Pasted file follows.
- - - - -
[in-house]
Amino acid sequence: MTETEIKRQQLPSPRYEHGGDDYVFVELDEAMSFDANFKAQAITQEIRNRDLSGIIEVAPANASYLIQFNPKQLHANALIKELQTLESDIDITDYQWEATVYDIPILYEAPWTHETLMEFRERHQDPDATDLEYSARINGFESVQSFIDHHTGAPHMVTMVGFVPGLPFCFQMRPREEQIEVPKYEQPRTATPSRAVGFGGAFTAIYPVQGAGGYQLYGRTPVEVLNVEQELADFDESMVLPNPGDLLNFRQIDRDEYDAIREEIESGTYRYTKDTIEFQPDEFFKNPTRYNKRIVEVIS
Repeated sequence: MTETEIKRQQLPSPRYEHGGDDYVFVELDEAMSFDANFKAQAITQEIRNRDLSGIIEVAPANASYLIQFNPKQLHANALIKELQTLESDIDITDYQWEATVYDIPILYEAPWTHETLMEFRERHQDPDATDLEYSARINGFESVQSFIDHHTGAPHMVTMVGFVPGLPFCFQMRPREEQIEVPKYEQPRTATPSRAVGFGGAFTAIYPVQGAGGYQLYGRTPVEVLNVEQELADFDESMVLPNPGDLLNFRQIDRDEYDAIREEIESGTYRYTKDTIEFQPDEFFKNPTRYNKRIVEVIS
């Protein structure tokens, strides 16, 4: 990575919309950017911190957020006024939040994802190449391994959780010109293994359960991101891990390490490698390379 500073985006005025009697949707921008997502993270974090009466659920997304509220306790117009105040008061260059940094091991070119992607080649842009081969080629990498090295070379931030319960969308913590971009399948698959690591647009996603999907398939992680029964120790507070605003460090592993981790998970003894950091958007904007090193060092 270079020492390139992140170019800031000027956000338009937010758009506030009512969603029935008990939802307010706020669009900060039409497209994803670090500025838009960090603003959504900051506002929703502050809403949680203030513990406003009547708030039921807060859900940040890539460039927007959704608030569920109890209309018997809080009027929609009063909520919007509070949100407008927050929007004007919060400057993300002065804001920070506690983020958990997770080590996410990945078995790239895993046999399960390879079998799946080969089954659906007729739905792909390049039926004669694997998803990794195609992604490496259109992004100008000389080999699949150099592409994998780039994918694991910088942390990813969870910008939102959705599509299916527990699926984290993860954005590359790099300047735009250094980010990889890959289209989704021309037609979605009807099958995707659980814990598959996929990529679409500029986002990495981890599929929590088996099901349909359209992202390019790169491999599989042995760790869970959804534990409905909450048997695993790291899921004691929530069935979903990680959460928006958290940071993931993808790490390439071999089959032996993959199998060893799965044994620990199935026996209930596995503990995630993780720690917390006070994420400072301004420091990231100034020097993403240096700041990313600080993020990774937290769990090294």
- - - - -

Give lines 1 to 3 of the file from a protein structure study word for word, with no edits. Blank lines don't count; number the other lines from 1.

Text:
[in-house]
Amino acid sequence: MTETEIKRQQLPSPRYEHGGDDYVFVELDEAMSFDANFKAQAITQEIRNRDLSGIIEVAPANASYLIQFNPKQLHANALIKELQTLESDIDITDYQWEATVYDIPILYEAPWTHETLMEFRERHQDPDATDLEYSARINGFESVQSFIDHHTGAPHMVTMVGFVPGLPFCFQMRPREEQIEVPKYEQPRTATPSRAVGFGGAFTAIYPVQGAGGYQLYGRTPVEVLNVEQELADFDESMVLPNPGDLLNFRQIDRDEYDAIREEIESGTYRYTKDTIEFQPDEFFKNPTRYNKRIVEVIS
Repeated sequence: MTETEIKRQQLPSPRYEHGGDDYVFVELDEAMSFDANFKAQAITQEIRNRDLSGIIEVAPANASYLIQFNPKQLHANALIKELQTLESDIDITDYQWEATVYDIPILYEAPWTHETLMEFRERHQDPDATDLEYSARINGFESVQSFIDHHTGAPHMVTMVGFVPGLPFCFQMRPREEQIEVPKYEQPRTATPSRAVGFGGAFTAIYPVQGAGGYQLYGRTPVEVLNVEQELADFDESMVLPNPGDLLNFRQIDRDEYDAIREEIESGTYRYTKDTIEFQPDEFFKNPTRYNKRIVEVIS